timberland boots in usa Building boom now bringing empty rooms
About 1,000 hotel rooms, more than half in the Akron area, went into eastern Ohio along the I 77 corridor as the short lived oil and gas boom added spark to the resurgence of hotel development in the region. But many of those rooms checked in just as the fracking boom was checking out.
As the gusher of field hands, engineers, supervisors and vendors ebbed, hotel occupancy and rates fell as the room supply increased.
Sean Leatherman, senior vice president for corporate development at family owned American Hospitality Group based in Wadsworth, called the situation “a case study for how developers in the hotel industry get it wrong.”
“When gas and natural gas prices climbed eight years ago and fracking began, we had a gradual build up of business in Ohio and Pennsylvania,” he said. “There was a lot of demand in areas that did not have it previously. It suddenly became a place to develop hotels. We count 16 new hotels from South Canton to Fairlawn, when the market probably needed six or eight. Then we had the drop in demand, not just in the oil and gas business, but from the hundreds of other businesses that tie into them.”
Statistics from Hendersonville, Tenn. based STR Global tell the tale.
In the Akron area, STR reports occupancy fell to 54% in 2016, compared to 57% in 2015. Revenue per available room fell 4% in 2016 to $49.70 from $51.68 the prior year. Despite the headwinds, however, average daily rates remained a bright spot, climbing 2.3% to $92.22 in 2016 from $90.17 in 2015.
In Canton, STR reports occupancy was flat at about 54% the last two years following a drop from 61% occupancy in 2014. Meantime, revenue per available room dropped by less than 1% to $50.43 a room in 2016 from $50.51 in 2015. Average daily rates climbed to $92.72 last year from $92.35 in 2015.
Canton area revenue per available room particularly shows the sector’s rise and decline, for STR reports it was at a high of $58.48 a room in 2012, a 16% increase from $50.61 the prior year. That’s the kind of spike that beckons hotel developers the same way an oil find calls oil drillers.
president of North Canton based DeHoff Development Co., said his firm’s DeHoff’s Hilton Garden Inn in Green feels the impact of the decline in business from the additional hotel rooms more than the slowdown in drilling for new wells.
“We benefit from visitors generated by businesses located in southern Summit County and even more so by those in northern Stark County,” DeHoff said of the hotel at 5251 Landmark Blvd. “It’s a cyclical market, so now it’s a down market. Our Hilton opened in 2007. We had a long run of nice demand and nice rates. We’re still getting those, but boy have things changed.”
Likewise, Leatherman said his firm’s properties in Wadsworth felt little impact from the slowing of the fracking business. Its new Holiday Inn Express in Montville Township in Medina County near I 71 is even exceeding expectations. The firm’s Cambria Hotel and Suites Akron Canton Airport, 1787 Thorn Drive in Green, feels the loss of the oil and gas business more than its other locations, but still benefits from travel created by area businesses and residents.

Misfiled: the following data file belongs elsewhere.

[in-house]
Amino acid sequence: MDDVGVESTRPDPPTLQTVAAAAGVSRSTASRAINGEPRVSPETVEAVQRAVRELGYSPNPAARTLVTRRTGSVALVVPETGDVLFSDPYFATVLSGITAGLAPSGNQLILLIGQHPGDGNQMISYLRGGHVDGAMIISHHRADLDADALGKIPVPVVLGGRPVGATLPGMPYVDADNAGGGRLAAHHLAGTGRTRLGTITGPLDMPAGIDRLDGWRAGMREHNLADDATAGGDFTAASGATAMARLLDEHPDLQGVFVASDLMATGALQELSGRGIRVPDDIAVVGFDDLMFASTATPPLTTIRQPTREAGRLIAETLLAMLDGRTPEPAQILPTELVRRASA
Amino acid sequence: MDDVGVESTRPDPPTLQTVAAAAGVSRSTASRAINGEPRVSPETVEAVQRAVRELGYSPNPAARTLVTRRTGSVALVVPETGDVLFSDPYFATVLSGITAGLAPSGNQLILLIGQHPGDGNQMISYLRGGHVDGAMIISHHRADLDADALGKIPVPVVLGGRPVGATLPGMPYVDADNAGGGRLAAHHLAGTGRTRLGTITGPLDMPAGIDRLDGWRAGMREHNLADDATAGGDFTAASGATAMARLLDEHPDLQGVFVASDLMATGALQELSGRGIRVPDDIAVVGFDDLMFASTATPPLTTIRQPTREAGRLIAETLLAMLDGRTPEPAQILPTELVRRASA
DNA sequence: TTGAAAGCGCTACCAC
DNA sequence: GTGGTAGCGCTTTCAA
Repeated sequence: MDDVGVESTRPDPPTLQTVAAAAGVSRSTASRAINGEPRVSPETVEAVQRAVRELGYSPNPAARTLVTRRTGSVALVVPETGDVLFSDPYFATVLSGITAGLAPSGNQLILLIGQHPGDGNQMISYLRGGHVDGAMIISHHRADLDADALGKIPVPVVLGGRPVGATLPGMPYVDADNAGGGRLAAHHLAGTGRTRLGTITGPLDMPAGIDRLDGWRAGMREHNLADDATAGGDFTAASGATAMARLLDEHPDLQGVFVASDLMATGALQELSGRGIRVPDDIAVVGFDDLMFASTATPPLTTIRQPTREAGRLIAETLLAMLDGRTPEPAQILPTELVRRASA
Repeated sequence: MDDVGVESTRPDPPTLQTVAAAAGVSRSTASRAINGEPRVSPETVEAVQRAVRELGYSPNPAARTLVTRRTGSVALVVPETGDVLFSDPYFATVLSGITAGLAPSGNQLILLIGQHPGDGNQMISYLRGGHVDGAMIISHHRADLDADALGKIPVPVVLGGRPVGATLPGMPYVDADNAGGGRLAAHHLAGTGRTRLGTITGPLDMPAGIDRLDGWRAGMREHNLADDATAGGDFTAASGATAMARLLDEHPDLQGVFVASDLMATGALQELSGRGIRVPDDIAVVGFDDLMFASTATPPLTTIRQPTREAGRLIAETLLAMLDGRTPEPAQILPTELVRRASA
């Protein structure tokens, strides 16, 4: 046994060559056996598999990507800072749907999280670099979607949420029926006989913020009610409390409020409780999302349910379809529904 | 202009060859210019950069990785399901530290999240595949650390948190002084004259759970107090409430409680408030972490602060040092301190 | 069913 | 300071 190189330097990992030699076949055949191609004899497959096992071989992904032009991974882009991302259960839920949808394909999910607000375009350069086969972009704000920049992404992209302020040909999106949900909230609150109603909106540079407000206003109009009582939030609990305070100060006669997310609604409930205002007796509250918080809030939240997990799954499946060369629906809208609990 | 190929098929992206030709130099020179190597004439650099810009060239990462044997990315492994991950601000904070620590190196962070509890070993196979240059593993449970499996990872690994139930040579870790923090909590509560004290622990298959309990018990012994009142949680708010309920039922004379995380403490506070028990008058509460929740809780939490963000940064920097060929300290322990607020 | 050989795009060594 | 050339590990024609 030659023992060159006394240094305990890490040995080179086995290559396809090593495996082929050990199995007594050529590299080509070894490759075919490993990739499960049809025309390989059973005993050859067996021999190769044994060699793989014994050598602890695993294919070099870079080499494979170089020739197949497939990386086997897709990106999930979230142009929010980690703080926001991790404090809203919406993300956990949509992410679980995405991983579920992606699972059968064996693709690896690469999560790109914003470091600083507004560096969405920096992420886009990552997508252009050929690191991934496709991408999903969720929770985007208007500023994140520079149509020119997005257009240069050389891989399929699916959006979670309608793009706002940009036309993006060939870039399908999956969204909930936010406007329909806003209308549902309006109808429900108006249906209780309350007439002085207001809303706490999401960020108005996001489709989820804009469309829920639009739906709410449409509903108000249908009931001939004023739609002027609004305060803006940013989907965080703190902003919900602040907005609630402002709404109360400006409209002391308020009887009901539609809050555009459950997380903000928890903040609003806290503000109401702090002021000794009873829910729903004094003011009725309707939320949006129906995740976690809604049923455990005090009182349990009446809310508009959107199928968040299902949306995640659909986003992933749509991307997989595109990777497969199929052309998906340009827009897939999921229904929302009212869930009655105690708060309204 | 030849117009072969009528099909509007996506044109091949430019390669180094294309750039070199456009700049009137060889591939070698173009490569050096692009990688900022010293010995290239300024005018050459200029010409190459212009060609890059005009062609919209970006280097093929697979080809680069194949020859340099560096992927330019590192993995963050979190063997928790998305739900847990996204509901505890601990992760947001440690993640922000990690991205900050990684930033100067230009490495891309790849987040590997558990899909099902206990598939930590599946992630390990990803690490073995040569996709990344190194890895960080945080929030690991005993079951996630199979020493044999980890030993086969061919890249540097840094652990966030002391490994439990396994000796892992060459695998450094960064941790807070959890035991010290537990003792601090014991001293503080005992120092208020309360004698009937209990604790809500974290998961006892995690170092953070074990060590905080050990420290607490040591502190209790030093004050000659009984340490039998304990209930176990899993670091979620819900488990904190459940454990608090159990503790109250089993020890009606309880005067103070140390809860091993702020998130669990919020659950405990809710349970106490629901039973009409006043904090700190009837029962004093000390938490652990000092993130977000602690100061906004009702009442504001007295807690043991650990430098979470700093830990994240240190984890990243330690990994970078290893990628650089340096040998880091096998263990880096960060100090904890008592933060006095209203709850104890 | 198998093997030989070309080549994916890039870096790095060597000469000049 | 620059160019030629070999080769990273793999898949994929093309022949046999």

“Demand is still growing,” Leatherman said. “It’s just going to take some time for the new supply to be absorbed. The good thing is that additional hotel development has stopped.”
Gregg M. Mervis, president and CEO of the Akron/Summit Convention Visitors Bureau, noted the 2016 downturn followed three years of increases in occupancy and rates in Summit County.
“We were fortunate,” Mervis said. “It could only continue as it did for so long. There were some segments in the market that did not come to fruition, which creates some of this adjustment. It’s a shame that oil and shale did not pan out to be what everyone hoped.”
Although the shale rush created an anomalous factor in Ohio, it also reflects the build and bust cycle of the lodging business, which is normal for the industry. Although there are more rooms to divide the revenue, overall hotel expenditures in the region continue to grow, STR reports.
Mervis said he thinks 2017 will be better than last year, although he described the expected growth as marginal. DeHoff said he has been surprised by the volume of business that motor coach tours produce. He also hopes the Hall of Fame Village at the Pro Football Hall of Fame will help occupancy, even though that plan includes its own hotel.
“In Stark County, we’re hopeful that the Hall of Fame Village will produce a pickup in business,” he said. “There are skeptics and real believers. You don’t know what imprint a $600 million project will have. If it does 50% of what they say it’s going to do, it will mean additional business.”
For his part, Leatherman said it boils down to needing to remain focused in a competitive environment.
“The name of the game is to do a super job on service and produce a good project,
” he said. “It’s just going to take a while for the business to come back.”